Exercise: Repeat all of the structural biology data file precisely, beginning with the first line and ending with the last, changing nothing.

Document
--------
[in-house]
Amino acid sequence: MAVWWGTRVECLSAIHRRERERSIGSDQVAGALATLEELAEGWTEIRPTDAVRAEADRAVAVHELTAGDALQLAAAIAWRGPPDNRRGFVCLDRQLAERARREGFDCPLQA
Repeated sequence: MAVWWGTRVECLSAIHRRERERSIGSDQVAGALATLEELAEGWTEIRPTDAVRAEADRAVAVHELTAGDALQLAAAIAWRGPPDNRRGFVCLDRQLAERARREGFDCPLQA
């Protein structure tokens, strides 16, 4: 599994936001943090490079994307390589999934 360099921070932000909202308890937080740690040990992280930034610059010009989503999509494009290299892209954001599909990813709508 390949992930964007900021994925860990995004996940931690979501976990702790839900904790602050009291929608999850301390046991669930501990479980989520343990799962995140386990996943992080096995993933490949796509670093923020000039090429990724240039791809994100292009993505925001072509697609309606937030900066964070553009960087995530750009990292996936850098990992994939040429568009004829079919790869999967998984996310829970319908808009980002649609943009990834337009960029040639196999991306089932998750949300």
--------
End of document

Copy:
[in-house]
Amino acid sequence: MAVWWGTRVECLSAIHRRERERSIGSDQVAGALATLEELAEGWTEIRPTDAVRAEADRAVAVHELTAGDALQLAAAIAWRGPPDNRRGFVCLDRQLAERARREGFDCPLQA
Repeated sequence: MAVWWGTRVECLSAIHRRERERSIGSDQVAGALATLEELAEGWTEIRPTDAVRAEADRAVAVHELTAGDALQLAAAIAWRGPPDNRRGFVCLDRQLAERARREGFDCPLQA
């Protein structure tokens, strides 16, 4: 599994936001943090490079994307390589999934 360099921070932000909202308890937080740690040990992280930034610059010009989503999509494009290299892209954001599909990813709508 390949992930964007900021994925860990995004996940931690979501976990702790839900904790602050009291929608999850301390046991669930501990479980989520343990799962995140386990996943992080096995993933490949796509670093923020000039090429990724240039791809994100292009993505925001072509697609309606937030900066964070553009960087995530750009990292996936850098990992994939040429568009004829079919790869999967998984996310829970319908808009980002649609943009990834337009960029040639196999991306089932998750949300």